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835 posts

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  Reply # 732237 13-Dec-2012 19:46 Send private message


No - E-N should be bonded on *any* mains distribution board (in NZ), and if it's not, that's a serious problem.

Absolutely - never gamble with potential mains problems..

(always happy to be corrected - especially by a registered sparky!)


Ok as a registered sparky......the E-N SHOULD be bonded together  in the main board, this is called the 'MEN link' current regs state only 1 MEN link per installation, although is the past the reg's have stated that there should be a MEN link in every mainbard and sub board, with the advent of RCD's this now means that in order for them to work correclt you must only have 1 MEN link.


mjb

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  Reply # 732257 13-Dec-2012 20:23 Send private message

gregmcc: Ok as a registered sparky......the E-N SHOULD be bonded together  in the main board, this is called the 'MEN link' current regs state only 1 MEN link per installation, although is the past the reg's have stated that there should be a MEN link in every mainbard and sub board, with the advent of RCD's this now means that in order for them to work correclt you must only have 1 MEN link.



Right - but wouldn't it be true that if a subboard is not RCD protected, then it could also have an MEN link? As it only matters that there is not an MEN link after and RCD?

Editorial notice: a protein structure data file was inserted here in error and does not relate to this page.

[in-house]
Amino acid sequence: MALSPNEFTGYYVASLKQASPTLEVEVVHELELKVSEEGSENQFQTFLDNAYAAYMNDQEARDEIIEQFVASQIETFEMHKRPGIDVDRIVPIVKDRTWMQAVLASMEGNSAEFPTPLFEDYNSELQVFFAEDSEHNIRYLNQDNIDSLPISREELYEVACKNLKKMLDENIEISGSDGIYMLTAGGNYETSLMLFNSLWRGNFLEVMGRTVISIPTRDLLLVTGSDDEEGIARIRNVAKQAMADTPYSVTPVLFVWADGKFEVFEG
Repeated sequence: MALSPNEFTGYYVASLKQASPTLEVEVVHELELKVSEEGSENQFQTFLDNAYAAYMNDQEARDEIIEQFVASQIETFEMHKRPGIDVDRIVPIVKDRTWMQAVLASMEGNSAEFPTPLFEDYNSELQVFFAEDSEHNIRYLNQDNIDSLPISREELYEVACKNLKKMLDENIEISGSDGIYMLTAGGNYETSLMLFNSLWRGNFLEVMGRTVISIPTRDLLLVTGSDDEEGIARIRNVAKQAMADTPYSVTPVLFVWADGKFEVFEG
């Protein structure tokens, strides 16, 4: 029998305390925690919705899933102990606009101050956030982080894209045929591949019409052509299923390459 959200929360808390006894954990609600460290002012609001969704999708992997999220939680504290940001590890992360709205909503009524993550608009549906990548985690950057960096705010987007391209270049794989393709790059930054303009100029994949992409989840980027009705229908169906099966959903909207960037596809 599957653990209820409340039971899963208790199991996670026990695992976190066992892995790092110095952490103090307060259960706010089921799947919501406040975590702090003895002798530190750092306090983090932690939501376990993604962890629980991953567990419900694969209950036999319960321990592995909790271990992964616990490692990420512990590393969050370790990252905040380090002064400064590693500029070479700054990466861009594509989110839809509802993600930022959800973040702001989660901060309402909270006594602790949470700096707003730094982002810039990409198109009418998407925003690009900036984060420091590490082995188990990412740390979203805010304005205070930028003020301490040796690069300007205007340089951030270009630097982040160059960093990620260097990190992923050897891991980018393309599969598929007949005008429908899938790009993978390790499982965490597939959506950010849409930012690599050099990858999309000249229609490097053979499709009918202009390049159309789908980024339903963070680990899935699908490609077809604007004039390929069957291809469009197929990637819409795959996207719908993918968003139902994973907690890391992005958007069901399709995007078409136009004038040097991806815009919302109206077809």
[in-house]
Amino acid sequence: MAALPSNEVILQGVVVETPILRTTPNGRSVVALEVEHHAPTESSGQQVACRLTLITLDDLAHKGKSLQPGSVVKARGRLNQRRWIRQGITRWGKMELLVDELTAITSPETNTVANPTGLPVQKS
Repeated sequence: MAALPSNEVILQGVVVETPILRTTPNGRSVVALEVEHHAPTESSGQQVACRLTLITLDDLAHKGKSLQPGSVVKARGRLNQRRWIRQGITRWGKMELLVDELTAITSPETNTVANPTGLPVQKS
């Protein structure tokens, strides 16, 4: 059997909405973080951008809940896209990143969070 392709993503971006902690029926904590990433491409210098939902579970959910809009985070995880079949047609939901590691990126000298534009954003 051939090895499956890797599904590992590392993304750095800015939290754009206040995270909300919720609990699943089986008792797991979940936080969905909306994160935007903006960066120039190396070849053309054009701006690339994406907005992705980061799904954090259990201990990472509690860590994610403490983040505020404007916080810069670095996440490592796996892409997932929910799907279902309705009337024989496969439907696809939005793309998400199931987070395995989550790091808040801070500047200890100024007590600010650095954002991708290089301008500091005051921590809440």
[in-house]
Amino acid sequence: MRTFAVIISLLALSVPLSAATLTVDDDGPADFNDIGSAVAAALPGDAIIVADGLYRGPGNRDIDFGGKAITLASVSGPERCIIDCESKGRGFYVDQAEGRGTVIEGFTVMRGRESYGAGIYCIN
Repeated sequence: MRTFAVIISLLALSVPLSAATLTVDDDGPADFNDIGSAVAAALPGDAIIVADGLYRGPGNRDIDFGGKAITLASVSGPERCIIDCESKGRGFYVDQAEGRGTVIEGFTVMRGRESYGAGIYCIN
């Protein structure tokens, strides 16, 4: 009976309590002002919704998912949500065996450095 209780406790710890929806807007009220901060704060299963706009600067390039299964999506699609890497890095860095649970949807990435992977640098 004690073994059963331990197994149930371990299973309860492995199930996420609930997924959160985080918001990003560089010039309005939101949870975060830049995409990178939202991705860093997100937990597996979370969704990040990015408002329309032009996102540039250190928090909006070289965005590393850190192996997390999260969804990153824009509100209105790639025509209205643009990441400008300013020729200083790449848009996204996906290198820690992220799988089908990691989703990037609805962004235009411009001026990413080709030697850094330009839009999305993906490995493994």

And thanks for the clarification on SHOULD - I was certainly under the impression that it's required now.




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  Reply # 732260 13-Dec-2012 20:34 Send private message

It's just easier to only have 1 MEN link, it eliminates annoying 'random' RCD trips and when you have a large industrial installation having mutiple MEN links can cause large circulating earth currents which can cause all kinds of problems with senstive instruments.

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  Reply # 732389 14-Dec-2012 09:23 Send private message

The point about the 1.5mm cable to the outhouse is moot.... the installation could have been done under any of the previous regs.... it's probably not worth flogging that dead horse

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  Reply # 732391 14-Dec-2012 09:26 Send private message

gregmcc:

No - E-N should be bonded on *any* mains distribution board (in NZ), and if it's not, that's a serious problem.

Absolutely - never gamble with potential mains problems..

(always happy to be corrected - especially by a registered sparky!)


Ok as a registered sparky......the E-N SHOULD be bonded together  in the main board, this is called the 'MEN link' current regs state only 1 MEN link per installation, although is the past the reg's have stated that there should be a MEN link in every mainbard and sub board, with the advent of RCD's this now means that in order for them to work correclt you must only have 1 MEN link.



One particular installation where you can end up with two MEN links would be a sub board that is fed with a live and neutral from a main board, but has its own driven earth locally (in other words no earth conductor from the main switchboard) - this would require another MEN link.



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  Reply # 732423 14-Dec-2012 10:27 Send private message

richms: If it is showing nothing on L-N and connected 2 pin devices are working in the outlet, the tester is is defiantly wrong.


I'm wondering if the indicators on the front are indicating something different to what we would intuitively think from their description, because based on L-E being lit and L-N not being lit, you would think that means that the socket would not function, however on the diagramatic description on the back it says that that combination means earth not connected.

For correct wiring, it says that we should expect L-E and L-N lit, but not N-L, and this is exactly what happens on 95% of the outlets in the house, leading me to suspect that the tester is correct